Fund Watch


Trusted Managers, New Funds

Nellie S. Huang

These funds are run by managers who went out on their own after achieving fine records elsewhere.



During a 12-year stint at the helm of fbr focus, Chuck Akre compiled a distinguished record as a stock picker. Between 1997 and 2009, his fund posted an annualized return of 13%, better than 90% of its peers. But three years ago, Akre walked away from FBR to launch his own fund, Akre Focus. Though his fund has a new name, Akre says, little else has changed. He follows the same investing mandate he used at FBR: to find well-managed companies of any size with high and sustainable profitability.

SEE ALSO: Our Guide to Mutual Funds

So far, things have worked out well for Akre and his shareholders. Since Akre Focus’s inception in August 2009, the fund, a member of the Kiplinger 25, has gained 15.0% annualized. The fund outpaced Standard & Poor’s 500-stock index in 2010 by four percentage points; in 2011, it beat the index by almost nine points.

The success of Akre Focus led us to search for other relatively new funds with proven managers behind them. We found several, including DoubleLine Total Return, run by Jeffrey Gundlach and Philip Barach, who broke away from TCW to found DoubleLine in 2010. But not all of the new funds were worth crowing about. Some of the managers, for instance, had great records at their old shops but spotty returns at their new ones—or vice versa. In the end, we found six no-load funds that deserve a closer look. All are run by well-known managers who had stellar records at bigger shops and left to launch their own funds, and all are still going strong.

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Seeking Fast Growth

Robert Gardiner and Blake Walker cut their teeth at Wasatch, a firm that specializes in fast-growing small and midsize companies. In 2011, they left to form Grandeur Peak, which, like Wasatch, is based in Salt Lake City.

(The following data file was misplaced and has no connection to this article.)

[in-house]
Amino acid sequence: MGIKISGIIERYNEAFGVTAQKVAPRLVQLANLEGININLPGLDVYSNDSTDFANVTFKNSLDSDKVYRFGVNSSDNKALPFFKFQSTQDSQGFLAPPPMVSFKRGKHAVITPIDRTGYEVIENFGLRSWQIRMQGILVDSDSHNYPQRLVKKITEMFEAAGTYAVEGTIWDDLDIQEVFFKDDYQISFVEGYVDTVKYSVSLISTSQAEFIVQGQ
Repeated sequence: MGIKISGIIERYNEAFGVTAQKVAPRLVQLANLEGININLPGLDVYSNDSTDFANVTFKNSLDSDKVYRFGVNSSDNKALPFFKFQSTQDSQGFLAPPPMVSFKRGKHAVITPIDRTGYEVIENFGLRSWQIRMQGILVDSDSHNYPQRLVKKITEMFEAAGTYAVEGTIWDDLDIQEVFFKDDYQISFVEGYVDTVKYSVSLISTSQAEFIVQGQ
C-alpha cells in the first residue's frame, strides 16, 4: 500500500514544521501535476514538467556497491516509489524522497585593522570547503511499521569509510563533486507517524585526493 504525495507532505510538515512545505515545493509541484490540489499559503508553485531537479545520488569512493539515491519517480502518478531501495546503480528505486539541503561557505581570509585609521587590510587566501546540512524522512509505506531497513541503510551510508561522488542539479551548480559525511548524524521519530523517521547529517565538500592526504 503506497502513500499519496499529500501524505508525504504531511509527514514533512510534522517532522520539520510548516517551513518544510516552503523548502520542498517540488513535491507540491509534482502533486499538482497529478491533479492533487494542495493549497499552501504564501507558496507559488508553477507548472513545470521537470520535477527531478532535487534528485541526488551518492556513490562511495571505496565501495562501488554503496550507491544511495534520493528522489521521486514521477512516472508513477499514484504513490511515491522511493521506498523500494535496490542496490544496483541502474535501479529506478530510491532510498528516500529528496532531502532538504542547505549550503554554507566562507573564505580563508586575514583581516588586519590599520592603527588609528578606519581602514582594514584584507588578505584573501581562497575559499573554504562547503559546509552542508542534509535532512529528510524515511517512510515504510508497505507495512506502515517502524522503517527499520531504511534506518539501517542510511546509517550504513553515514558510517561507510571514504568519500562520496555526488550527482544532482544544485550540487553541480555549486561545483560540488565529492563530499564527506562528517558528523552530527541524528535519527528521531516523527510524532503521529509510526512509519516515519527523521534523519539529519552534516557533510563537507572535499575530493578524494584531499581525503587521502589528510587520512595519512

But a couple of things haven’t changed. The view from their new digs is the same: Both the Wasatch and Grandeur Peak offices look out on the Wasatch Mountain range. The investing strategy is the same, too. “We try to execute the core Wasatch philosophy with precision,” says Walker.

Until recently, the pair ran Wasatch Global Opportunities, a fund that invests in fast-growing companies of all sizes headquartered anywhere in the world. In 2009 and 2010, the fund’s first two years of existence, it gained 61% and 26%, respectively, outpacing 96% of its global fund peers the first year and 95% the second. Before that, Gardiner managed Wasatch Micro Cap Fund, racking up an annualized return of 25% during his tenure, from June 1995 through December 2006.

Last October, Gardiner and Walker launched Grandeur Peak Global Opportunities (symbol GPGOX), which invests all over the world, and Grandeur Peak International Opportunities (GPIOX), which buys only foreign stocks. Like their previous Wasatch funds, the new ones focus on growth stocks. But instead of combing through companies of all sizes, the managers home in on small companies, with market capitalizations from $50 million to $1 billion. “It’s easy to set up a large-cap value fund and buy Samsung,” says Walker. “It’s harder to knock on doors and uncover these little pebbles.”

He and Gardiner look for companies with little debt and hefty profit margins. They carefully analyze those that look most promising, a process that includes making their own earnings forecasts. They visit the firms with the best prospects—those with estimated long-term profit growth of at least 15% a year. In Grandeur’s first six months, the managers traveled to China, Indonesia, South Korea, Japan, Malaysia, Brazil, South Africa, India, France, Germany and the U.K. “I’m trying to stay married,” says Walker, “but we’re on the road constantly.”